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Transitional Justice, Rule of Law and Guarantees of Non-Repetition

June 26, 2014

The American Society of International Law logo features a bold font, a unique symbol, and a modern design.

The American Society of International Law logo features a bold font, a unique symbol, and a modern design.

The American Society of International Law Transitional Justice and Rule of Law Interest Group presents:


Cosponsored by Transitional Justice Institute, Essex Transitional Justice Network

When: June 26, 2014, 5-6:30 pm, with refreshments from 6:30-7 pm.

Where: Institute of Advanced Legal Studies, University of London, 17 Russell Square, London WC1B 5DR

Venue: Conference Room

To what extent can and should transitional justice engage with the prevention of future violations?  In many states emerging from armed conflict or repressive regimes, violence and crime often surge and new forms of human rights violations emerge.  Alongside transitional justice initiatives aimed at dealing with legacies of international crimes and rights violations, a range of security sector reform and rule of law initiatives target the emerging problems.  At the same time, underlying issues of discrimination and control over land and natural resources, which may have been key causes of conflict, become more acute.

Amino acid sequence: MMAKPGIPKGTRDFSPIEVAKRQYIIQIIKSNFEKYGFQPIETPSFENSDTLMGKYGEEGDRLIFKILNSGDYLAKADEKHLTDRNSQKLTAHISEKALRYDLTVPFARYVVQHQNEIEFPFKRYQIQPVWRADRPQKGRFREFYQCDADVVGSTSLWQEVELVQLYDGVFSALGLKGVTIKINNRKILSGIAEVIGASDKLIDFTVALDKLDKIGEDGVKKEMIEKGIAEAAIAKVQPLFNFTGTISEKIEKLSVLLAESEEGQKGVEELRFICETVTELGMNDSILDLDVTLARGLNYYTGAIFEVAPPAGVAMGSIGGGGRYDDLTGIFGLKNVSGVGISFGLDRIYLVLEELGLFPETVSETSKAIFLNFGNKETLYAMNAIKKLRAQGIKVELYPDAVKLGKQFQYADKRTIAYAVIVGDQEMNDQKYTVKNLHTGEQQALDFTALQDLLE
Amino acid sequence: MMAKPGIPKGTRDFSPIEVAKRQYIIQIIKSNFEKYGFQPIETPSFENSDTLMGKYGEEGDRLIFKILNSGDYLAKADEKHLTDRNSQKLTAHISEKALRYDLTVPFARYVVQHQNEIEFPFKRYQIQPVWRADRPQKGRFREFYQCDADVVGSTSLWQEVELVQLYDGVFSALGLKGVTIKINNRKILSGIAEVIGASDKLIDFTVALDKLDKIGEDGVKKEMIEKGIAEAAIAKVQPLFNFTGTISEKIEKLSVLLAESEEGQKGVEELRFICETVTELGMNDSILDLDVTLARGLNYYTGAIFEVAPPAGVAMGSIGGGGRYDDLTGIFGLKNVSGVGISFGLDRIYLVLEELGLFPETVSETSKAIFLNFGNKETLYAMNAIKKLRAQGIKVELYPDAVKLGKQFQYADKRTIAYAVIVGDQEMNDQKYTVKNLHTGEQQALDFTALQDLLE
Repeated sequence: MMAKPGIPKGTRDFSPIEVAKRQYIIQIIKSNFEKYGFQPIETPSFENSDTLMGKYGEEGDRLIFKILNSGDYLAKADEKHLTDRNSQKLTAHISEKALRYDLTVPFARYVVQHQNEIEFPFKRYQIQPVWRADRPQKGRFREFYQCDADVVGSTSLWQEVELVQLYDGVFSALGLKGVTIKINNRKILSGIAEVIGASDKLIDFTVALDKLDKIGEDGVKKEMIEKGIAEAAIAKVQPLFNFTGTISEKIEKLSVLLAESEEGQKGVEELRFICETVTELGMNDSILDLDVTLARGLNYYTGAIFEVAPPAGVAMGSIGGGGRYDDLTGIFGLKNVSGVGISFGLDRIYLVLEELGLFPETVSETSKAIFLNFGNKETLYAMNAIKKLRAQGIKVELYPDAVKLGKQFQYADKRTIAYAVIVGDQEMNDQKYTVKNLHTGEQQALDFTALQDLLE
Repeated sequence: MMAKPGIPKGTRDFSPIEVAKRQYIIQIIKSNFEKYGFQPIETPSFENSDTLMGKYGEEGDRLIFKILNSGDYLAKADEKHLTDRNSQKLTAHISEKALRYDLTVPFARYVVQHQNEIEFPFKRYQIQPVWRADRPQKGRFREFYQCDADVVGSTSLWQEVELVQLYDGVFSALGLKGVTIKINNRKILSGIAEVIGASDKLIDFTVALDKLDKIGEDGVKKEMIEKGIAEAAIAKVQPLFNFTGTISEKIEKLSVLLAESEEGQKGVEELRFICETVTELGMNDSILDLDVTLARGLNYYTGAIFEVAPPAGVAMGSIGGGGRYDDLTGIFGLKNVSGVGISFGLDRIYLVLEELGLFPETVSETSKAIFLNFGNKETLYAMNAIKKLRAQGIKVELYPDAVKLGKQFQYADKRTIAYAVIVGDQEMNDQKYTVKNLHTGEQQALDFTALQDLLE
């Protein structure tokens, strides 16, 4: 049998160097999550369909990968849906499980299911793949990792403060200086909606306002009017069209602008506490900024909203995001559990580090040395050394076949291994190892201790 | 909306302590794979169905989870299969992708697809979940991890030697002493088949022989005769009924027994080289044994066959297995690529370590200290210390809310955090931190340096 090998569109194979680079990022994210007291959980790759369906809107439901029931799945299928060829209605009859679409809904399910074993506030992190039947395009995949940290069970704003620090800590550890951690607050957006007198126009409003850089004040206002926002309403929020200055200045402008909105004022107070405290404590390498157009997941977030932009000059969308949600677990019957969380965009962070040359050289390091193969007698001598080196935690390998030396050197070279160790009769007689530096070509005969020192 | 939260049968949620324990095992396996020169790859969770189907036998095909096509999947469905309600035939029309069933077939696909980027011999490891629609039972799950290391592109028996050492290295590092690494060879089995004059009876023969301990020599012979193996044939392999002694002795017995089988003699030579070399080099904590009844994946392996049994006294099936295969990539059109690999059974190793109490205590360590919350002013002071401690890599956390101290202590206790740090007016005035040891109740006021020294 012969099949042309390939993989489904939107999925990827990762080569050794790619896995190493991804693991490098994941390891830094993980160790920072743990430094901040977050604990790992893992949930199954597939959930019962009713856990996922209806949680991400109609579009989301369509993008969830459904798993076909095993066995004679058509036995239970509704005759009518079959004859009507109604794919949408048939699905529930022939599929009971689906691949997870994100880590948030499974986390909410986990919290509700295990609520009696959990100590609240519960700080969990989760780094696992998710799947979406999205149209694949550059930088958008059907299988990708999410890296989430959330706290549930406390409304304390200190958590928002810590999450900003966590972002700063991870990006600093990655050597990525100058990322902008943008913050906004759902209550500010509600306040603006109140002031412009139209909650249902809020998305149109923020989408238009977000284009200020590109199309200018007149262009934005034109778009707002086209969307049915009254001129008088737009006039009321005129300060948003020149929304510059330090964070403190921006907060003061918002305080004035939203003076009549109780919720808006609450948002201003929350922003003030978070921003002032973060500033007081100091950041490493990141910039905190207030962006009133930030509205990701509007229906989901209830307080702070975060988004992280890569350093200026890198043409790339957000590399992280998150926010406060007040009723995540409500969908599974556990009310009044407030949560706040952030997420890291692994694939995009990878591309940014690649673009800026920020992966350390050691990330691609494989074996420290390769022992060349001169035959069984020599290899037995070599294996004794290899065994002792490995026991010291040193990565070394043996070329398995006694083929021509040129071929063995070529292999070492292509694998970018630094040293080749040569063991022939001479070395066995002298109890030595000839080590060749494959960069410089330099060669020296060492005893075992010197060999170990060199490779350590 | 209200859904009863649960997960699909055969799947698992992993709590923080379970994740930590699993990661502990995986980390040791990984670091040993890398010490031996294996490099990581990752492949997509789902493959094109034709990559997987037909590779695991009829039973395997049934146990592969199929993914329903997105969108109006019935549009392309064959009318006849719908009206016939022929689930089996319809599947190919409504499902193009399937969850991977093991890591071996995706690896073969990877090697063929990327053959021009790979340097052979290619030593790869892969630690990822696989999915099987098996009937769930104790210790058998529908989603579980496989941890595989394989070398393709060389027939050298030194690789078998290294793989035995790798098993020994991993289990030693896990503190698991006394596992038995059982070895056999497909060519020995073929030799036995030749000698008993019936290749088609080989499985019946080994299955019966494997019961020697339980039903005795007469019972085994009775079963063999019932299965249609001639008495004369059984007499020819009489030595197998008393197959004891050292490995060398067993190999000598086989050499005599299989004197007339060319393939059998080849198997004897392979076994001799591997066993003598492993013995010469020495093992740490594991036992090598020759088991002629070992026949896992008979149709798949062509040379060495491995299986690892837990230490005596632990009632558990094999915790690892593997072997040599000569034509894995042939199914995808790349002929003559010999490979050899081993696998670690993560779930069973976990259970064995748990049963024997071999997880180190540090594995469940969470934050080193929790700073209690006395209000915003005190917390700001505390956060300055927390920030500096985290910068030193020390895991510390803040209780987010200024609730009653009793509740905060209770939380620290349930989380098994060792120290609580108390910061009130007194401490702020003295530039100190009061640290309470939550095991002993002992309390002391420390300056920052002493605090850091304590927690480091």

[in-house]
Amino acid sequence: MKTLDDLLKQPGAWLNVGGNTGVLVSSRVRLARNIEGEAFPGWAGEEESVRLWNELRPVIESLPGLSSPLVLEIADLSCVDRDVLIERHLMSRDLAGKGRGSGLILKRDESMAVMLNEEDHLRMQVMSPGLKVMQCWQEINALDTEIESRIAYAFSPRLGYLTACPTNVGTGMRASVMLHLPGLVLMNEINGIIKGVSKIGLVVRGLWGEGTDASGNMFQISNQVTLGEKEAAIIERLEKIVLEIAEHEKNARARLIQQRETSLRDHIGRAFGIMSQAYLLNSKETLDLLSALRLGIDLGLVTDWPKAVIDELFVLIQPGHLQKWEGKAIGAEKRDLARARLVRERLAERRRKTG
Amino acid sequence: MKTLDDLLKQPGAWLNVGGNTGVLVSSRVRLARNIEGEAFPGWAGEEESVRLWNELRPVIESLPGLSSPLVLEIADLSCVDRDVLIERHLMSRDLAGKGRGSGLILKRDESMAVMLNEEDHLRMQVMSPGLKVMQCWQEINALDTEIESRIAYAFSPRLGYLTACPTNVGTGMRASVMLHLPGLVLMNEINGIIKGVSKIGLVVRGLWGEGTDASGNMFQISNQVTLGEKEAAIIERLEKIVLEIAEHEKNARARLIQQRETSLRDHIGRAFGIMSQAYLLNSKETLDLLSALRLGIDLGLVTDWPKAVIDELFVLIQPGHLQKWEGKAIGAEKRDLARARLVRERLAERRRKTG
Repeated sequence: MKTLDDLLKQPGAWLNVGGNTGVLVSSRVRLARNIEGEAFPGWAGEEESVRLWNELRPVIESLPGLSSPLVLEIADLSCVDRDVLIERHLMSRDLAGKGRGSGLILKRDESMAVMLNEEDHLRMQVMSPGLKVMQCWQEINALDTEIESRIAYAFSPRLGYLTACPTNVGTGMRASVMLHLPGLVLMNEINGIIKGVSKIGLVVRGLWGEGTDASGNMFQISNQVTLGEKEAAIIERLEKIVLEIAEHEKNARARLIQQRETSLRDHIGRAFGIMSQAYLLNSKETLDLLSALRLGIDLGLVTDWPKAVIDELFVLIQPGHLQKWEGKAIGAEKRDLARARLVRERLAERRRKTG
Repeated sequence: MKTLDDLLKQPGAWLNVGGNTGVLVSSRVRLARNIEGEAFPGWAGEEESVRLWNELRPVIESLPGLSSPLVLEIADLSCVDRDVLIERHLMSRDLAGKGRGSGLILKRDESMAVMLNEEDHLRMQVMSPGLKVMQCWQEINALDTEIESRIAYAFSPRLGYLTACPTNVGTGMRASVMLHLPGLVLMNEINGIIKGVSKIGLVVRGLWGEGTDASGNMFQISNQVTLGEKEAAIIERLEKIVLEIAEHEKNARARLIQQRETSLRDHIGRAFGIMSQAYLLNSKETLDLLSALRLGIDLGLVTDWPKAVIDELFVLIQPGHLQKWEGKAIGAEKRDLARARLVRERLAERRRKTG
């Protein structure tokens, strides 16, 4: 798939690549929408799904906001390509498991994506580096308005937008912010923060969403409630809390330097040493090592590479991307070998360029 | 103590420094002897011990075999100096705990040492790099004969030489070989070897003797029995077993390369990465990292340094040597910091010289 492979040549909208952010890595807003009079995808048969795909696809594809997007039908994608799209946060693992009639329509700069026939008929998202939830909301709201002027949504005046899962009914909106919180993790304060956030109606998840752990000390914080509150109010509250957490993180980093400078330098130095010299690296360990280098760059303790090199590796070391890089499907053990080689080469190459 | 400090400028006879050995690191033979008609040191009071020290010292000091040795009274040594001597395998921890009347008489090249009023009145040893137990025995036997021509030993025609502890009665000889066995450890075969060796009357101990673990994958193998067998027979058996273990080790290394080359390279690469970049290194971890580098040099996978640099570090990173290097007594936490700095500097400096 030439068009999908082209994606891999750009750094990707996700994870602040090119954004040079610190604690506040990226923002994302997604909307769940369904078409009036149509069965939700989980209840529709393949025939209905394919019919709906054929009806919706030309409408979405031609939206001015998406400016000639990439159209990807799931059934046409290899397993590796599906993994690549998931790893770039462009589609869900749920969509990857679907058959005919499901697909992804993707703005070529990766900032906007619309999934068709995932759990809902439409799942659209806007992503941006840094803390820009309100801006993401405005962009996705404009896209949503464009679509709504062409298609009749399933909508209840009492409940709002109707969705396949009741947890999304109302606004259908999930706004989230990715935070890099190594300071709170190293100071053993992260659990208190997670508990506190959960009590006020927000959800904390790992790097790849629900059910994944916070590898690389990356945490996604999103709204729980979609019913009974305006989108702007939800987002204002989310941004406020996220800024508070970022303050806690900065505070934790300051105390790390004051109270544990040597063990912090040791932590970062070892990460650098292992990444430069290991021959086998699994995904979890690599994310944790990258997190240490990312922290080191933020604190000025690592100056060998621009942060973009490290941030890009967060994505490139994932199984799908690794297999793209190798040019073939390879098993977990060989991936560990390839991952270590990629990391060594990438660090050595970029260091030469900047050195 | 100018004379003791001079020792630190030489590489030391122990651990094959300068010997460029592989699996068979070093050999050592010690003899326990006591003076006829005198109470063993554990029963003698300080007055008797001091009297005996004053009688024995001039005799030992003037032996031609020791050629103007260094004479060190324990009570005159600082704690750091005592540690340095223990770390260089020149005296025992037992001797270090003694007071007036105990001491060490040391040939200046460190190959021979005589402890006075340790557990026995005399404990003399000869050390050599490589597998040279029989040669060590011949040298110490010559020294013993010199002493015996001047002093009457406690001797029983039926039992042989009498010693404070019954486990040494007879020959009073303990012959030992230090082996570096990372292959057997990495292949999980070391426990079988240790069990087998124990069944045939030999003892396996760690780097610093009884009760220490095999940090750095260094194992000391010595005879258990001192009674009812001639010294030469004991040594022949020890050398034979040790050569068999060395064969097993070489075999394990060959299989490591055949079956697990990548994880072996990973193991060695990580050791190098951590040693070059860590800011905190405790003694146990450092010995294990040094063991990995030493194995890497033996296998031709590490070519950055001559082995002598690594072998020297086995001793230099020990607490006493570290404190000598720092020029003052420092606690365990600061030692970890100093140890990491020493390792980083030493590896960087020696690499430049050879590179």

One of the oft-repeated pillars of transitional justice is “guarantees of non-repetition,” yet the scope and limits of the concept remain unclear.  Moreover, there are few on-the-ground links or conversations between communities of practice dealing with transitional justice, rule of law reform and structural changes.  This workshop considers how continuities of human rights violations, crime and violence and structural reforms should best be dealt with during and post-transition.  How do transitional justice initiatives complement, conflict with, ignore or swallow up other rule of law or reform initiatives, or vice versa?  What should the balance look like in specific cases?

This panel continues the conversation at ASIL’s March 2014 meeting and 2013 mid-year meeting.


Marieke Wierda, Senior Human Rights Officer – Transitional Justice, UN Support Mission in Libya (UNSMIL);

Marcelo Torelly, visiting academic, University of Oxford and former director of Historical Memory, Brazilian Ministry of Justice Amnesty Commission;

Dr. Padraig McAuliffe, University of Liverpool, author of Transitional Justice and Rule of Law Reconstruction;



Naomi Roht-Arriaza, University of California, Hastings College of Law.


Please rsvp to [email protected].

For non-ASIL members a $10 donation is requested.


June 26, 2014
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